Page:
A new report published by the Marine Stewardship Council (MSC), London, shows how effective management and improvements made by MSC-certified fisheries are delivering measurable, positive impacts in oceans, from reducing bycatch to advancing scientific understanding of marine environments.
Since 2010, the volume of global wild seafood catch that is MSC-certified has almost doubled from 5% (4,541,358 tons) to 9.4% (8,821,221 tons) in 2015. Across 33 countries, 281 fisheries are now independently certified to MSC certification, what is said to be the world's most recognized and credible standard for sustainable fishing.
"The MSC was established nearly 20 years ago to address the problem of unsustainable fishing and safeguard seafood supplies for the future. Our latest report showcases the results of the hard work, innovation and investment made by fisheries to achieve and maintain certification, and the positive change on the water the MSC program helps catalyze globally," says Rupert Howes, MSC's chief executive.
MSC data show that over the course of certification, 94% of certified fisheries are required to make at least one improvement to strengthen or further monitor the sustainability of their operations in order to maintain their certificate. By end of 2015, 281 fisheries had made 876 improvements, with many more being developed.
The report also points to advances in technology, research and management that enable smarter and more selective fishing in the southern Indian Ocean. For instance, measures implemented by the certified Kerguelen toothfish fishery have dramatically reduced the number of seabirds accidentally caught on longlines, with just three grey petrel mortalities reported last year. Meanwhile, in the certified Louisiana blue crab fishery, almost 25,000 derelict crab traps have been removed, minimizing the risk of ghost-fishing to vulnerable terrapin species.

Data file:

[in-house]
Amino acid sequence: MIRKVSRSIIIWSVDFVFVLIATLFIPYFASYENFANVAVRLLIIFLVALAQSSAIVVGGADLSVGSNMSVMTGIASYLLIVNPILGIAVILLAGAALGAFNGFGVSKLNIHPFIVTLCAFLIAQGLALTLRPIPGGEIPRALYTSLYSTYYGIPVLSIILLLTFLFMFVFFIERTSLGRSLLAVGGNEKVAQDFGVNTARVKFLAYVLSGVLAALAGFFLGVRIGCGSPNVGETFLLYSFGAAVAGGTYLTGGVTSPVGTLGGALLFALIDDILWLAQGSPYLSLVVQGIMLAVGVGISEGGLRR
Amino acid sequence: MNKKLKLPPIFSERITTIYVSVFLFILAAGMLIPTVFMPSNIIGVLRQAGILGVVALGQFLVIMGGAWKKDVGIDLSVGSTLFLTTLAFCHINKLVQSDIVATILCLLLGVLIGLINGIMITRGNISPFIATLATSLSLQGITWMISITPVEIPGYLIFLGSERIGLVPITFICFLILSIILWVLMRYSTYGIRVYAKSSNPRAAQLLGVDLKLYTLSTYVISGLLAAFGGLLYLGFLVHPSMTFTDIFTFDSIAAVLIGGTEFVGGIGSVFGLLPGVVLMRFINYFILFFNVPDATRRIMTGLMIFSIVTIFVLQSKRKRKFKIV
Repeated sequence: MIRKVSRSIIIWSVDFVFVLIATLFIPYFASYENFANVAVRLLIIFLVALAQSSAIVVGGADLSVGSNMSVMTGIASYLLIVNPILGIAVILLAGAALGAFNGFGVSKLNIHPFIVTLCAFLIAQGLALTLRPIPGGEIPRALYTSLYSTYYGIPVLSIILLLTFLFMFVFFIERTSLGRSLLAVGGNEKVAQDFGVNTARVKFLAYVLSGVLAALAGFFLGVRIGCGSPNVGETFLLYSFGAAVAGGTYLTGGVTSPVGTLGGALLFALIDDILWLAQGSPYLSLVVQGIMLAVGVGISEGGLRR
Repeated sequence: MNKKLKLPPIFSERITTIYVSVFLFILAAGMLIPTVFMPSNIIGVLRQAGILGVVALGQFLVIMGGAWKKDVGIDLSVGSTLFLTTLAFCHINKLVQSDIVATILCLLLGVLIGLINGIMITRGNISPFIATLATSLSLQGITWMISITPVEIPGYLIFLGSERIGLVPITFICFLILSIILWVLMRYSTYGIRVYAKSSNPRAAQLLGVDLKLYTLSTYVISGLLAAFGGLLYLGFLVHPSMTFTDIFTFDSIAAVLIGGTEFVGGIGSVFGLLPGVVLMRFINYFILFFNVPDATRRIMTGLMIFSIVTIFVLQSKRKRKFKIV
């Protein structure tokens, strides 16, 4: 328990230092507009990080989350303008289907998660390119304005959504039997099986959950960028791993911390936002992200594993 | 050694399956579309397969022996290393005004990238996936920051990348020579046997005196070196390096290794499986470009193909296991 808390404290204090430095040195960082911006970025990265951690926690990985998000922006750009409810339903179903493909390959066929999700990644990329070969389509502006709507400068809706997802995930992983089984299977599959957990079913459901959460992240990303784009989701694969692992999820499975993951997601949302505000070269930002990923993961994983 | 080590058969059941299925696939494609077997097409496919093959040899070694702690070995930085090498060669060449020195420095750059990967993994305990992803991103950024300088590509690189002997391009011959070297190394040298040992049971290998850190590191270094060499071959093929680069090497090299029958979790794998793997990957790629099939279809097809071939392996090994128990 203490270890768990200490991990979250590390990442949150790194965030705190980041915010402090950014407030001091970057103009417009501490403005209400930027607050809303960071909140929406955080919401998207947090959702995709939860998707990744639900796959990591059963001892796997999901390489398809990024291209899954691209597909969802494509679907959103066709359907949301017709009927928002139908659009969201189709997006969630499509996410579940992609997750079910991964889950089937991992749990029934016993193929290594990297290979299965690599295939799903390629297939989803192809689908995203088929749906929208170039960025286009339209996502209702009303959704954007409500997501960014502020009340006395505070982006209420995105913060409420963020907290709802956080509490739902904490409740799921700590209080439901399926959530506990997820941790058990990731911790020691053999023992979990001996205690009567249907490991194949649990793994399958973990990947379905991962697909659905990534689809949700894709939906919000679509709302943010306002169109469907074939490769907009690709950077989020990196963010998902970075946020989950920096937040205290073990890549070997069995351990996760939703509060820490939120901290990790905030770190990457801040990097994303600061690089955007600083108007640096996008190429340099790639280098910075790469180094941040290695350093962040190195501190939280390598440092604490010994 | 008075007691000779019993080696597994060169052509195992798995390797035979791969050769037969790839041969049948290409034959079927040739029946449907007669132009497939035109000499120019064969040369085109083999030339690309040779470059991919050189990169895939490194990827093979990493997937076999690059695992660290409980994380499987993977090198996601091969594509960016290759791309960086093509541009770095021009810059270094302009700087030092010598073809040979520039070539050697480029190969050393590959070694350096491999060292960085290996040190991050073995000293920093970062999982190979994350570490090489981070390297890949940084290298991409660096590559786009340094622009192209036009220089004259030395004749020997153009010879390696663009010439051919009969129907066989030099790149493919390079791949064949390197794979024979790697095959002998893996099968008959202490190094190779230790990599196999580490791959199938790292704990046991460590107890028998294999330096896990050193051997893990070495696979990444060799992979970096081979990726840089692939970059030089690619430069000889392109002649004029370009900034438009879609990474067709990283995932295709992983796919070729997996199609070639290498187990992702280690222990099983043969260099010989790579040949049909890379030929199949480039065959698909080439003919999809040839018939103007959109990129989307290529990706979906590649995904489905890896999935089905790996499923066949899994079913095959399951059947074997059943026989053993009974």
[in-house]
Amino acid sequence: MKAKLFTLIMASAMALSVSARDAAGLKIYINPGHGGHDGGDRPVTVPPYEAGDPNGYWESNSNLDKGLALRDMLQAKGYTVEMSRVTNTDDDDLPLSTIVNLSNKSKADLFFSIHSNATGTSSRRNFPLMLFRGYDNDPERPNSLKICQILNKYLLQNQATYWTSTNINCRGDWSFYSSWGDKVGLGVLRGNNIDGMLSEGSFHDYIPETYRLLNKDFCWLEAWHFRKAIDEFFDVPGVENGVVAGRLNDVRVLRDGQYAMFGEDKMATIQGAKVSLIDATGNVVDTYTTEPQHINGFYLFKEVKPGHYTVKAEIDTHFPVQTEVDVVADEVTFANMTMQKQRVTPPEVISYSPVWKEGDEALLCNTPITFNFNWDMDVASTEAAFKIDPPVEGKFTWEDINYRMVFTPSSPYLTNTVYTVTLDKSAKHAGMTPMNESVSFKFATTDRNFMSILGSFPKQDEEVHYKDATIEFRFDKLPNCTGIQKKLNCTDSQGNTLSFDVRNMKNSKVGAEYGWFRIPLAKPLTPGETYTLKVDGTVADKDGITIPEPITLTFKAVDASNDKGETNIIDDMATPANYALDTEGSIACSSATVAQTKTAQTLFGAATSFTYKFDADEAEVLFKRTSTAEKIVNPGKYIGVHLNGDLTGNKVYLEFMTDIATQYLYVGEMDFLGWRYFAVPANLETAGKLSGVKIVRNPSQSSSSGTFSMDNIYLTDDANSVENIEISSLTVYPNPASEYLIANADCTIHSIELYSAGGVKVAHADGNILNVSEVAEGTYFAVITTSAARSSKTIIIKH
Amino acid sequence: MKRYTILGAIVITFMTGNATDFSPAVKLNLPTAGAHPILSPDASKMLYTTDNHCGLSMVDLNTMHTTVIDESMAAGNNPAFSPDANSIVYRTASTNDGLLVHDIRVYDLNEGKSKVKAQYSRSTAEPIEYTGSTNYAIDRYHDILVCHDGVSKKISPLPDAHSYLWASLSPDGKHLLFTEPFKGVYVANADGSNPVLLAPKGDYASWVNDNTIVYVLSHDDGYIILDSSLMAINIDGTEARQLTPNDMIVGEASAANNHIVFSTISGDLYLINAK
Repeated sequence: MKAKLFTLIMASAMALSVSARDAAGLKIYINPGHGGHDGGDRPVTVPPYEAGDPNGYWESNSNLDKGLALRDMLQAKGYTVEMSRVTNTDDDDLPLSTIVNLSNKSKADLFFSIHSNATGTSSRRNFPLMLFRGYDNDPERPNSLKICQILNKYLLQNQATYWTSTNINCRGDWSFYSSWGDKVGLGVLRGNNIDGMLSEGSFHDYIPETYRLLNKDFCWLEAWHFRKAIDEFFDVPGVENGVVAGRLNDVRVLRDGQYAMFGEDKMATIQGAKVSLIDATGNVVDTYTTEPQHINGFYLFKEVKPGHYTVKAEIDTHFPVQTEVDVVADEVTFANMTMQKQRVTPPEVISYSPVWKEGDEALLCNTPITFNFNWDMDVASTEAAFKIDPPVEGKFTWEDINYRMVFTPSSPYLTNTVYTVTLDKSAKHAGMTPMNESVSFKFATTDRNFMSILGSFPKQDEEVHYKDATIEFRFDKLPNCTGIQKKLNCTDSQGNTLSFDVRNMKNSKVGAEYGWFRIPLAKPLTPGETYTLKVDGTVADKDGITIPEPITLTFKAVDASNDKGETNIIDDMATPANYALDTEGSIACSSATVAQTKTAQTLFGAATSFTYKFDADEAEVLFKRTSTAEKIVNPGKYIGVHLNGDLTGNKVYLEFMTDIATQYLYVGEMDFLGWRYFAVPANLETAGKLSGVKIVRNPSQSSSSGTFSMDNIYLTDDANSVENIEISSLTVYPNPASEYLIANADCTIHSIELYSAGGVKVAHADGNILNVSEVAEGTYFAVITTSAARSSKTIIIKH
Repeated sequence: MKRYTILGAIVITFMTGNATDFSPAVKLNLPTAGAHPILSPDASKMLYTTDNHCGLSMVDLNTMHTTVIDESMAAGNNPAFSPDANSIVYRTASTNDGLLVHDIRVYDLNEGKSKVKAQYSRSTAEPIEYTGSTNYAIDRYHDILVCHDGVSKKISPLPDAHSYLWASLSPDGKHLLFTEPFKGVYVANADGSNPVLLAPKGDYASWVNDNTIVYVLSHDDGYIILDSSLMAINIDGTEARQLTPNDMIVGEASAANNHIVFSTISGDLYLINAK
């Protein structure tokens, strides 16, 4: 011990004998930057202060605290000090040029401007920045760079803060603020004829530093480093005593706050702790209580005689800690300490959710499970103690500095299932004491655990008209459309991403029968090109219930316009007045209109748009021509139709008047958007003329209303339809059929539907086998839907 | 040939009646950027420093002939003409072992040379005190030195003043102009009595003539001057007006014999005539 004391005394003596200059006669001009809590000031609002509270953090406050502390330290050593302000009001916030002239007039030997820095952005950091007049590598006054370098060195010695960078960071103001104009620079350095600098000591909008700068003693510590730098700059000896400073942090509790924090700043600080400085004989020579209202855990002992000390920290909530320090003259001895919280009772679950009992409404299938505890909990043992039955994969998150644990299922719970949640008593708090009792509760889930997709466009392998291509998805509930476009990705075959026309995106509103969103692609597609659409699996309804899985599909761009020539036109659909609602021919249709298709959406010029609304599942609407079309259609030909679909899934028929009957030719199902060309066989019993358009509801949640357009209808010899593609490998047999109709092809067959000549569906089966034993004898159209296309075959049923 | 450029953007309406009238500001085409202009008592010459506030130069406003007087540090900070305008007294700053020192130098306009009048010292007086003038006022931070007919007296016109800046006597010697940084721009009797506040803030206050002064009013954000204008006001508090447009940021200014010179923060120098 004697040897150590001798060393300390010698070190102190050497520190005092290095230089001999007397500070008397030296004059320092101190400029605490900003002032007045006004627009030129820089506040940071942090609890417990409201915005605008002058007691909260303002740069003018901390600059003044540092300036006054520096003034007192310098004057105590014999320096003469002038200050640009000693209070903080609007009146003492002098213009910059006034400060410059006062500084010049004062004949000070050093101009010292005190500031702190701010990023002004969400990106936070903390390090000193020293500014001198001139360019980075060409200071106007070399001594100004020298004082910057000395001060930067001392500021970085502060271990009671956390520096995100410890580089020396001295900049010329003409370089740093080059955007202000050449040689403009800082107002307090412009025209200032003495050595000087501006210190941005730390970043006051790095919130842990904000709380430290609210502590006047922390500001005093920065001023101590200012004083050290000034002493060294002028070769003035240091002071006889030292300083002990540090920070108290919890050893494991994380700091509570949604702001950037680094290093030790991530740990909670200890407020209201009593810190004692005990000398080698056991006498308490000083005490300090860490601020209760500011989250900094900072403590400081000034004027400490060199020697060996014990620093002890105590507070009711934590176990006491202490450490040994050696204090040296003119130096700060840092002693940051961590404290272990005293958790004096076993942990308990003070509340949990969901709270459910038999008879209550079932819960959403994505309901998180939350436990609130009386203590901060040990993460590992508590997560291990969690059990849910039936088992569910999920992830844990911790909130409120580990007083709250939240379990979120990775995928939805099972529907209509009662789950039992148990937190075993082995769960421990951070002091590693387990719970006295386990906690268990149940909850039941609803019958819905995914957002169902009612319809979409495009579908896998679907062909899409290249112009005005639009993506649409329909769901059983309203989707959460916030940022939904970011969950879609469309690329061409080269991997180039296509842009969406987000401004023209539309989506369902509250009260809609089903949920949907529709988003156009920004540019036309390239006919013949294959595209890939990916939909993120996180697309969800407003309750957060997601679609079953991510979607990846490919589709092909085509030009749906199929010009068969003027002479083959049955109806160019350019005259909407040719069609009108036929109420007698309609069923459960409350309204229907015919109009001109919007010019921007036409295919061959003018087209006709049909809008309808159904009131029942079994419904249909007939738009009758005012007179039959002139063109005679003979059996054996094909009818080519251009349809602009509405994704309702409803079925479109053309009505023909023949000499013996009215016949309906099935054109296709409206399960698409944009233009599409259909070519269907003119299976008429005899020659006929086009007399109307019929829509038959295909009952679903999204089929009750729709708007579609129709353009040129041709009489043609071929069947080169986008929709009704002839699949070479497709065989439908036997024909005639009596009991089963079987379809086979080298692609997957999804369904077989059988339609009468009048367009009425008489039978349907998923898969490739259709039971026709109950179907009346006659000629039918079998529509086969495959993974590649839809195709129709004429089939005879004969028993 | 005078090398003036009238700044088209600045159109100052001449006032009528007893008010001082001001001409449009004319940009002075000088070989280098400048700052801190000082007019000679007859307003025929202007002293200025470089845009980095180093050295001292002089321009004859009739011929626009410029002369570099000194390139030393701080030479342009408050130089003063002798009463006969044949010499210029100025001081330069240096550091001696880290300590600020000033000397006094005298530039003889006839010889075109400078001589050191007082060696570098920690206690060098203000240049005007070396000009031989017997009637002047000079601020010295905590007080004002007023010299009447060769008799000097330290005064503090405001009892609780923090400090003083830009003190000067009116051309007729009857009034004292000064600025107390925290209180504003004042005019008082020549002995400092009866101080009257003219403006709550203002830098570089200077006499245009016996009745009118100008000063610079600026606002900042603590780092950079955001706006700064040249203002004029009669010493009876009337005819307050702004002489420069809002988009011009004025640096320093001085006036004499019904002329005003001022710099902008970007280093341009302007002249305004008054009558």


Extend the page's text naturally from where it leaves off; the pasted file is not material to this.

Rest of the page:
"From improving harvest strategies to taking action to reduce impacts on other species, MSC-certified fisheries are developing innovative science-based solutions to the challenges of sustainable management. The report shows how their commitment to sustainability is making a real and lasting difference to the health of the world's fish stocks and marine ecosystems," says Dr. David Agnew, MSC's science and standards director.
The report also explores the sustainability of fish stocks in northern Europe over the past 14 years, and reveals that the biomass, or abundance, of fish stocks that went on to become MSC-certified increased more than that of uncertified stocks. In contrast, uncertified stocks in Europe show much greater variability in terms of biomass and fishing pressure, with the average fishing effort remaining too high to ensure productive fish stocks.
"Our analysis of European fish stocks demonstrates that certified fisheries are improving the health of fish populations,” adds Agnew. “MSC-certified fisheries in Europe now target more abundant fish stocks at a more sustainable fishing rate than they did before MSC certification."
The location of MSC-certified fisheries, processors and products reflects the global nature of the seafood industry. China ranks among the countries with the highest number of chain of custody certificates, with these overwhelmingly in the processing sector, while certified fisheries are concentrated in North America and Europe.
"With many developing world fisheries in urgent need of improvement or recovery, the challenge is huge, but so is the potential for transformation,” says Howes. “MSC is committed to helping these fisheries overcome barriers to certification and to building their capacity for effective and sustainable fisheries management."